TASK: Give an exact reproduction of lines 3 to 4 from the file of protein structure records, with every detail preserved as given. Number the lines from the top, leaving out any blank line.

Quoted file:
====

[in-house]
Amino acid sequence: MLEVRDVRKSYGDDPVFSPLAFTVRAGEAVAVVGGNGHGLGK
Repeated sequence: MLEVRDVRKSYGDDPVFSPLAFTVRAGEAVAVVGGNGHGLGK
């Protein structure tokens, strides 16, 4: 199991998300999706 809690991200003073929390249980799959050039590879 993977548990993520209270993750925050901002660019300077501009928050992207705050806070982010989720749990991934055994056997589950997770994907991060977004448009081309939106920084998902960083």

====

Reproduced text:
Repeated sequence: MLEVRDVRKSYGDDPVFSPLAFTVRAGEAVAVVGGNGHGLGK
């Protein structure tokens, strides 16, 4: 199991998300999706 809690991200003073929390249980799959050039590879 993977548990993520209270993750925050901002660019300077501009928050992207705050806070982010989720749990991934055994056997589950997770994907991060977004448009081309939106920084998902960083």